Video: AQA GCSE Mathematics Foundation Tier Pack 4 • Paper 1 • Question 5

A bank charges a fixed fee of £5 for every day spent in an unarranged overdraft. Simon goes into his overdraft on the 29th of January and pays it off on the 7th February. Calculate the total amount that Simon is charged for the time that he spends in his overdraft. Assume that he is charged for the day that he enters the overdraft and the day that he pays it off.

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Video Transcript

A bank charges a fixed fee of five pounds for every day spent in an unarranged overdraft. Simon goes into his overdraft on the 29th of January and pays it off on the seventh of February. Calculate the total amount that Simon is charged for the time that he spends in his overdraft. Assume that he is charged for the day that he enters the overdraft and the day that he pays it off.

So what we’re told is that he’s charged for the day he enters the overdraft and the day that he pays it off. So what this means in real terms is that he is going to be charged for the 29th of January and the seventh of February as these are those two days. So now, let’s work out the charge. So first of all, what we’re gonna do is start with January. And what we want to work out is how many days in January that Simon was charged for. Well, to help us work this out, there’s a rhyme that we’ve used many years over in schools. And that is to help us decide how many days there are in a month. And we know that 30 days hath September, April, June, and November. All the rest have 31 except for February alone, which has 28 or 29 on each leap year.

So from that, we know that January falls into the category of others. So it’s going to have 31 days. So therefore, he’s going to be charged for the 29th, 30th, and 31st of January, remembering that we include the 29 because that’s the day that he went into his overdraft. So therefore, he was charged a total of three days in January. Okay, great. So now, let’s take a look at February.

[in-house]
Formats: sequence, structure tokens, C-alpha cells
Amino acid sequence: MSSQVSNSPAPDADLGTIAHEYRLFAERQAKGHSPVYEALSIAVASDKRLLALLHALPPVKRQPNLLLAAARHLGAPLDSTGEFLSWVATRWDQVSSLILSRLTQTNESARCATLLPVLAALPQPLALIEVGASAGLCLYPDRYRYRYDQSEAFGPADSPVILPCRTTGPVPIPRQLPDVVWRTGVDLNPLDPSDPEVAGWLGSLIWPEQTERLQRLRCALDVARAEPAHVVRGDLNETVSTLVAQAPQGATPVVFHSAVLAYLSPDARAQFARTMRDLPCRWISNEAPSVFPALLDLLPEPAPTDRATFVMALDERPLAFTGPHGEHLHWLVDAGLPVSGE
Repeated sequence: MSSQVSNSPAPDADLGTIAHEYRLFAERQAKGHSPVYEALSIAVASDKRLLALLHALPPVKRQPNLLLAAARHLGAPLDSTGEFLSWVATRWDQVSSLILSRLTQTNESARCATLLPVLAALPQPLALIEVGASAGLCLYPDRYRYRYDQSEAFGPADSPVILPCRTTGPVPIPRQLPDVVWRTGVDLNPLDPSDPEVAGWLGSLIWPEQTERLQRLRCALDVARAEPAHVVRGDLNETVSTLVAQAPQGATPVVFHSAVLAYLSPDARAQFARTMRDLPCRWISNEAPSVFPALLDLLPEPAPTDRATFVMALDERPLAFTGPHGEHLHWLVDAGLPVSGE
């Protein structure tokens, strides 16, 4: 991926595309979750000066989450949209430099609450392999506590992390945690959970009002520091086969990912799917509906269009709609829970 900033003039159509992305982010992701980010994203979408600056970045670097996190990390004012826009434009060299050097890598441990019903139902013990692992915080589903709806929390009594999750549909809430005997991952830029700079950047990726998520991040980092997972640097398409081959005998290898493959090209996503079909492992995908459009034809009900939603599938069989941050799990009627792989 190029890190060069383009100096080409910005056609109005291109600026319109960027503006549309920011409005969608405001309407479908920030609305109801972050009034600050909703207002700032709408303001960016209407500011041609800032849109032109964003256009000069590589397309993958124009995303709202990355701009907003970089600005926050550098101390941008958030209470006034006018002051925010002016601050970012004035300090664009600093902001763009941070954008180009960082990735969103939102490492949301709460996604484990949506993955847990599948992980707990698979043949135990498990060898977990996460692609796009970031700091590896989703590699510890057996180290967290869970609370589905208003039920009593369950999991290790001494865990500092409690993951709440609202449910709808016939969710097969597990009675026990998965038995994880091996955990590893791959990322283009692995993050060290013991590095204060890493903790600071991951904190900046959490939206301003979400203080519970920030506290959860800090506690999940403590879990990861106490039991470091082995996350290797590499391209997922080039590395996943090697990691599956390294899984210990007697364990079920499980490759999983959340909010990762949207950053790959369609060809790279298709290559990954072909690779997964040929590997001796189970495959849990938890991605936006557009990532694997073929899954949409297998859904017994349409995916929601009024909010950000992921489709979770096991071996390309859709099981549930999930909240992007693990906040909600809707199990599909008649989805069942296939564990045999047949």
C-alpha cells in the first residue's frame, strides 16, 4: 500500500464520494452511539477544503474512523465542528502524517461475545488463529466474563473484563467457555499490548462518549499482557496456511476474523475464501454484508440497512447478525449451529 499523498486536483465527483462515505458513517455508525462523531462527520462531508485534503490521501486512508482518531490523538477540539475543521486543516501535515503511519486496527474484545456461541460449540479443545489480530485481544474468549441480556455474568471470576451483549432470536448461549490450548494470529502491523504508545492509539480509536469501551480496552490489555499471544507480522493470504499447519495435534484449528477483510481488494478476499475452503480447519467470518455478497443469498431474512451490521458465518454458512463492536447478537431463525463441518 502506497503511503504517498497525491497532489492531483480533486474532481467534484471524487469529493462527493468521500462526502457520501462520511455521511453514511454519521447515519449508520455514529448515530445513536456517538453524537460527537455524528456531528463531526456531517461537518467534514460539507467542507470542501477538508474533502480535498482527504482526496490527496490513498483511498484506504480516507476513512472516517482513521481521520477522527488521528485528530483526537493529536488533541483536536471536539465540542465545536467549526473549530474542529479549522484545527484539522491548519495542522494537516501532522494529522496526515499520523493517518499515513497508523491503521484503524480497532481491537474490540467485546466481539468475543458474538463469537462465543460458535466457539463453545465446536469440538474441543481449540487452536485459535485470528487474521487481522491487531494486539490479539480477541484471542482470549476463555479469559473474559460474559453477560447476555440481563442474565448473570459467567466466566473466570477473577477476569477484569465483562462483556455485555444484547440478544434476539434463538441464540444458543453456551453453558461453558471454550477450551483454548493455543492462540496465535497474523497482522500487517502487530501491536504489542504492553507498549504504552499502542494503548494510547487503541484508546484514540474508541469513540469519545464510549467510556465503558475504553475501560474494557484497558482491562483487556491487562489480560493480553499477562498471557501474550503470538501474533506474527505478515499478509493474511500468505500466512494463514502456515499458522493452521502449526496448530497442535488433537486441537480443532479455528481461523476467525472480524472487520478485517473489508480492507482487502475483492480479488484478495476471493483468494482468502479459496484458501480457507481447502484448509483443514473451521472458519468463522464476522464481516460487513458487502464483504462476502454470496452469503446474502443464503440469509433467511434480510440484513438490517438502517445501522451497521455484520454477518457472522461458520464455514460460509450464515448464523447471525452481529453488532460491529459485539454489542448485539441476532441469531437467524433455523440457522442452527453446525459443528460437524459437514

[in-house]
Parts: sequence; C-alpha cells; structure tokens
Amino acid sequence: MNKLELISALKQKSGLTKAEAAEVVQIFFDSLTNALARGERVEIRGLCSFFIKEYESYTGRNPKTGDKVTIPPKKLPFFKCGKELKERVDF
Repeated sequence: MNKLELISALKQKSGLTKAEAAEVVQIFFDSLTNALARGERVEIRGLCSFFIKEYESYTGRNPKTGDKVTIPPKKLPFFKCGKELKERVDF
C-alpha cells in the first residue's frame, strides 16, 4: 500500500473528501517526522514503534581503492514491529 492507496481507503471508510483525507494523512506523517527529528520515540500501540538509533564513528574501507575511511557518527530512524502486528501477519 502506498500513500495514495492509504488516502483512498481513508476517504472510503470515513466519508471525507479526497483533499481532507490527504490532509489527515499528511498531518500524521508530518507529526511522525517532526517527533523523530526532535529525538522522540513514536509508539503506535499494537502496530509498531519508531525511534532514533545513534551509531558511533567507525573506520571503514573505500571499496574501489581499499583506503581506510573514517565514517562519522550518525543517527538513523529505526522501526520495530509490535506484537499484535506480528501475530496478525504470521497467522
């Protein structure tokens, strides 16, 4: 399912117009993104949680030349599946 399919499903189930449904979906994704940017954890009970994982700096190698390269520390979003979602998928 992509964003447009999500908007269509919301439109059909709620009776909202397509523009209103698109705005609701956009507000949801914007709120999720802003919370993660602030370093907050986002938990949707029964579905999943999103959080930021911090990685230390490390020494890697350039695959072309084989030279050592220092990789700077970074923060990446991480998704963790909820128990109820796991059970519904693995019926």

So in February, he’s gonna be charged for the first, second, third, fourth, fifth, sixth, and seventh, remembering that we’re including the seventh because that’s the day that he pays off the overdraft. And we’re told that he’s charged for that. So therefore, we can count and see that Simon has been charged for seven days in February. So therefore, the total number of days that Simon is gonna be charged for is the three days in January plus the seven days in February, which is equal to 10 days. Well, have we finished here? Well, the answer is no because the question doesn’t ask us how many days Simon was charged. It asks how much is the total amount that Simon is charged for the time that he spends in his overdraft.

So now, to work out the total amount that Simon is gonna be charged, we need to work this out by multiplying 10, because that’s the total number of days that he was in his overdraft, by five pounds. And that’s because we’re told that the bank charges a fixed fee of five pounds for every day in an overdraft, which’s gonna give a total of 50 pounds. So therefore, we can say that Simon is going to be charged 50 pounds for going into his overdraft on the 29th of January and paying it off on the seventh of February.